I do agree with you on AHS. It hasn’t been good in a long time, but this season is simply wretched. I’m watching, but it’s purely out of habit. I should drop it, but morbid curiosity keeps bringing me back. If it makes you feel better, TWD is a better show than AHS: Hotel. Or Scream Queens for that matter. It’s even better than Fear the Walking Dead. But I’ll take Supergirl over the whole bunch.


        • I have managed to rip myself away from American Horror Story this year. I gave the Freak Show last year a chance to win me back after the utterly terrible Coven season, and if you’d asked me after about four episodes I would have said they’d done the job. But the second half of that season very quickly ran out of good ideas and I finished the season off simply because I knew it would come to some sort of end. I’m done thinking the series is worth my time, though.

          Sometimes when I am criticizing something I love I have to remind myself to make a quick mention of one or two of the reasons I like or care about it. I find it personally helpful to achieve enough of a balance to make the reasons I care enough to criticize clear to myself. But that’s really just something I do for me, not for anybody else.


        • You are really not missing anything on AHS. As bad as Freak Show was, Hotel is worse.

          Balance is definitely a good thing to keep in mind. If this were my first article about TWD, I’d probably feel more of a need to point out the show’s high production values. I do mention it from time to time although I’m not sure when the last time was. After 61 articles, I feel like I should be able to take that as a given and focus on what differentiates one episode from another which. I run into the same issue on Disney World forums. I have been on WDWMagic for over a decade. By this point, I would assume it’s safe to say I am a fan. And yet, I get accused of being overly critical by people who have joined within the last year.


        • That sort of knee-jerk defensiveness about a favorite thing usually makes me pretty certain that the person in question has pretty limited experience with creating anything themselves…experience which typically includes a little bit of constructive criticism.


        • I don’t think I am defensive or having knee jerk reactions about criticisms of the show, and I wasn’t actually saying you shouldn’t watch it or review it. I was just genuinely perplexed. Your criticism is so brutal, I genuinely thought you hated it, so I didn’t understand why you would watch it or subject yourself to reviewing it if it’s genuinely unenjoyable, and that is all. I don’t think it’s an unreasonable inquiry. In some ways it comes off as though you hold TWD to a higher standard than other forms of entertainment- for instance, you seem to have a higher tolerance for films that I find ludicrously silly, like Scream. I would rather read recaps that give an actual opinion on the program than just neutrally report what happened, generally. I do like to hear what other people think.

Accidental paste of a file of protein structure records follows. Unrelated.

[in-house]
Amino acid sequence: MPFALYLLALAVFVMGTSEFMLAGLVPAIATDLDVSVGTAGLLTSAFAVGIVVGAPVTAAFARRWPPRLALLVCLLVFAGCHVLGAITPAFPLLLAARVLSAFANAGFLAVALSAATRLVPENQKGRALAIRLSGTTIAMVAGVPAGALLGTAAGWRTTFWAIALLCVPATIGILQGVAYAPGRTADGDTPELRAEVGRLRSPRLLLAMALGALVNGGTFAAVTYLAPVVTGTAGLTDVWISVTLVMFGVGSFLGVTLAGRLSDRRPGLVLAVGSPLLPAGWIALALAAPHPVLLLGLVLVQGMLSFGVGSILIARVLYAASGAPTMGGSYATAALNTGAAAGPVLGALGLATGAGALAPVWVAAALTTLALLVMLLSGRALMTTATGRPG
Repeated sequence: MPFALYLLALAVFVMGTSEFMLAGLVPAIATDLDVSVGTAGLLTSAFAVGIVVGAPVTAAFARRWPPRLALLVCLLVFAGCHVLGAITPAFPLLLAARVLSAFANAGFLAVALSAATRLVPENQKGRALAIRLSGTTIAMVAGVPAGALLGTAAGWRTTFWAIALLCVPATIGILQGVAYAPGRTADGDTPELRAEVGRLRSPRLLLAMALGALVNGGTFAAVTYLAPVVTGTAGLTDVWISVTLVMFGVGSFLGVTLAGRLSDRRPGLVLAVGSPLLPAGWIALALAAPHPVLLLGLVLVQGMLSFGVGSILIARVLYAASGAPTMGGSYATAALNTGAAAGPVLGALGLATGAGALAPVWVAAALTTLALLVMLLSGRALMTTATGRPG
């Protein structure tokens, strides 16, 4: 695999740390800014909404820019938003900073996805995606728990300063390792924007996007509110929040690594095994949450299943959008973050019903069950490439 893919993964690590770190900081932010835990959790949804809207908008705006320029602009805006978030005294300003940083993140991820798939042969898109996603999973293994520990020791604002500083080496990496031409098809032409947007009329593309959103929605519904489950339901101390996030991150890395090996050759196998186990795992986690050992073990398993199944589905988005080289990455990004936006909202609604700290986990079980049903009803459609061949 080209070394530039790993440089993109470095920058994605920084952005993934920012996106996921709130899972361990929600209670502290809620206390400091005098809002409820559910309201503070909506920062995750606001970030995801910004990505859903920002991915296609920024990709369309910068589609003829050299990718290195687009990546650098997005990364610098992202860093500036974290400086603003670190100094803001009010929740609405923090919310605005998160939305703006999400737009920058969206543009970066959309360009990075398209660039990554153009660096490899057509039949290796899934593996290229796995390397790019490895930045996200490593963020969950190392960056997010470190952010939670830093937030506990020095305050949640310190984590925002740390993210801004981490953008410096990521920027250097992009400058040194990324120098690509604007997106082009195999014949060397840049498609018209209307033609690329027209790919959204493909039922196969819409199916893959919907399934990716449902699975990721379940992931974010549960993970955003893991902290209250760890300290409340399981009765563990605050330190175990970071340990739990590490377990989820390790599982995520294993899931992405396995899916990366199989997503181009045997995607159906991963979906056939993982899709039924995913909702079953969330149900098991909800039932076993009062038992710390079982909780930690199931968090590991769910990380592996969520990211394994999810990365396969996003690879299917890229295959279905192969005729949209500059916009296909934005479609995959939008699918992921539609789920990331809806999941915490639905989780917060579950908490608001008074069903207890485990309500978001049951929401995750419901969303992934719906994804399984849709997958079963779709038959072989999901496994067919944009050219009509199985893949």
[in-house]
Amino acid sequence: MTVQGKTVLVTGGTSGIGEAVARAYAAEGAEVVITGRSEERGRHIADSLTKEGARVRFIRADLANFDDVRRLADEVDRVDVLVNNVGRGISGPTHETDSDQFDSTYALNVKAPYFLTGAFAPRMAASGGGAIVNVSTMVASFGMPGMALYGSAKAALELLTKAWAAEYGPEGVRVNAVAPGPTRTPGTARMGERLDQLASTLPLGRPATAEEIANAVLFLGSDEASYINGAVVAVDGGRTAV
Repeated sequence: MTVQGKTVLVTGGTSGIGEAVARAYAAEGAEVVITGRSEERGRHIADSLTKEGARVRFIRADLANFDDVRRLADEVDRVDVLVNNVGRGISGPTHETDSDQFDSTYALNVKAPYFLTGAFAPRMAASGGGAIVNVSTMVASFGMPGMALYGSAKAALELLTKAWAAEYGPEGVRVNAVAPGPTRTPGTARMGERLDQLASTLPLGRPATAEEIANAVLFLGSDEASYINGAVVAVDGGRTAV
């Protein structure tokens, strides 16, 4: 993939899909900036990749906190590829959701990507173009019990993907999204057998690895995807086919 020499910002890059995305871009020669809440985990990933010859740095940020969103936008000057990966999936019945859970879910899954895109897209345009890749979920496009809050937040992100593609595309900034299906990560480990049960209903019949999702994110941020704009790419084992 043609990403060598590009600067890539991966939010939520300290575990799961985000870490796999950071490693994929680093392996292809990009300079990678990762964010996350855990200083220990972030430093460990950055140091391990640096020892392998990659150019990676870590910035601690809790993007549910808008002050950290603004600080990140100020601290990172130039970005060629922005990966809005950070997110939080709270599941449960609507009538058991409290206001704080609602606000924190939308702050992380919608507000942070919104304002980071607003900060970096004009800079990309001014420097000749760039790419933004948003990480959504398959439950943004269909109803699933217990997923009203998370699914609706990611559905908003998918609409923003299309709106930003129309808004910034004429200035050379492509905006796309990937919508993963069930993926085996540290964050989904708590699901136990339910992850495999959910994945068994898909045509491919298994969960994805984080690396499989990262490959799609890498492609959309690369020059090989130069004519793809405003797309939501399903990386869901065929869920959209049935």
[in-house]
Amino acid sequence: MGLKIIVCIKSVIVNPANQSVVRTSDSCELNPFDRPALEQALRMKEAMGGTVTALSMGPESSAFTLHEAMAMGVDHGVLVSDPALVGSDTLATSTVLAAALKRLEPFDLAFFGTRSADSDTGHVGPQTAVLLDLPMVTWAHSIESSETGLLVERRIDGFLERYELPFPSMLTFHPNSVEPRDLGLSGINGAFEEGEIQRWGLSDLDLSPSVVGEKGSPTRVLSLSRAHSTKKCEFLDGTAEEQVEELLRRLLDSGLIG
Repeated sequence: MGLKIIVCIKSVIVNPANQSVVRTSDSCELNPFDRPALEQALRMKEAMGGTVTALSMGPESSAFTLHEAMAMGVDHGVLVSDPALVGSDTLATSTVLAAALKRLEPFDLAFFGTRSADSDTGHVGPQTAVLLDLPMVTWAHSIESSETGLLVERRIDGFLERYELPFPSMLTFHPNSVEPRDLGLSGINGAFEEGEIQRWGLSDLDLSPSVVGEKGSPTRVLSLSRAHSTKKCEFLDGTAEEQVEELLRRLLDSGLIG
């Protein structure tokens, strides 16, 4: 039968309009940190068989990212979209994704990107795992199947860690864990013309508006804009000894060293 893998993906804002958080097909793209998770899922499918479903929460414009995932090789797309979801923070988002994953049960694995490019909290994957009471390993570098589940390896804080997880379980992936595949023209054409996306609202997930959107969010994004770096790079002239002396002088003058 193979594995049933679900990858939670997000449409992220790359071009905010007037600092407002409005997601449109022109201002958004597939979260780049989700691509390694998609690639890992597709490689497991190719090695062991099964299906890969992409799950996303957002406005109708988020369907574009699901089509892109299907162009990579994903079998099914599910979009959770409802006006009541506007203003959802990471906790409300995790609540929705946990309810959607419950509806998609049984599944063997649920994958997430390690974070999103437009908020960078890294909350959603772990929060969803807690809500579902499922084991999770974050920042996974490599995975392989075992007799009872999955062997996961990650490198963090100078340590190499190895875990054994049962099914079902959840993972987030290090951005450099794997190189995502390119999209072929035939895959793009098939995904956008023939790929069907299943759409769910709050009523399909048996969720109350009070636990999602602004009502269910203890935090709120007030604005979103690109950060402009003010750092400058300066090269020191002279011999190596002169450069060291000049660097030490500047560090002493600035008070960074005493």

I do watch things just to rip on them for entertainment, but only things that I think are laughably bad or ostentatiously ludicrous, like “Blue Velvet” or “Suspiria”. Things I enjoy, I notice their flaws, but I don’t go out of my way to look for them, and if I enjoy it overall, I let the little things go. And flaws I don’t notice are flaws I don’t care about.
          AHS is a show that is so inconsistent that it really tests one’s ability to stick with the “let it go, it’s tv, what do you expect?” mantra. Characters behaviors and motivations are just so completely inconsistent and contradictory and the same character swings back and forth from evil to good to sympathetic to heinous and constantly act in ways that don’t make complete sense. It even frequently betrays it’s own logic. but i have been drawn into it anyway because it’s so unique and individual scenes and the majority of performances are so good, and it is in the least unpredictable. I loved ‘Coven’ even though so parts of it were admittedly stupid, but was deeply disappointed in the finale. ‘Asylum’ was a mess but so entertaining that I didn’t mind. ‘Freakshow’ had parts that were really good, and others that were pretty bad, but it also had an unsatisfying ending and was too lazy to bother resolving about a third of it’s story lines. And I had absolutely no tolerance for the anachronistic song numbers. I was wavering about watching ‘Hotel’ because I was concerned they were going to continue laying on the heavy camp thicker and thicker, but this season, that’s not really the problem. In fact, this seasons is downright unpleasant and joyless, in my opinion, and downright cruel in a way that previous seasons haven’t been. There’s no clear protagonist to root for here, and that’s part of the problem. The default protagonist would have to be the humorless John Lowe, but he’s not a character who’s any damn fun to spend time with. It’s also doesn’t have any love-to-hate-them villains who you can’t wait to see get theirs. Everyone is simply ambiguously evil without a decent explanation for what drives them. And while Lady Gaga is not outright awful for a completely unexperienced pop star actress- she’s probably doing better than Madonna in any given movie at least a little- she sure can’t fill Jessica Lange’s shoes as a charismatic protagonist. I like a couple of performances- I feel like Dennis O’Hare and Jessica Paulson are killing it. I’ll probably watch the next episode, but I don’t know what I’m still hanging around for. I hope this will be their last season- murphy needs to quit while he’s ahead.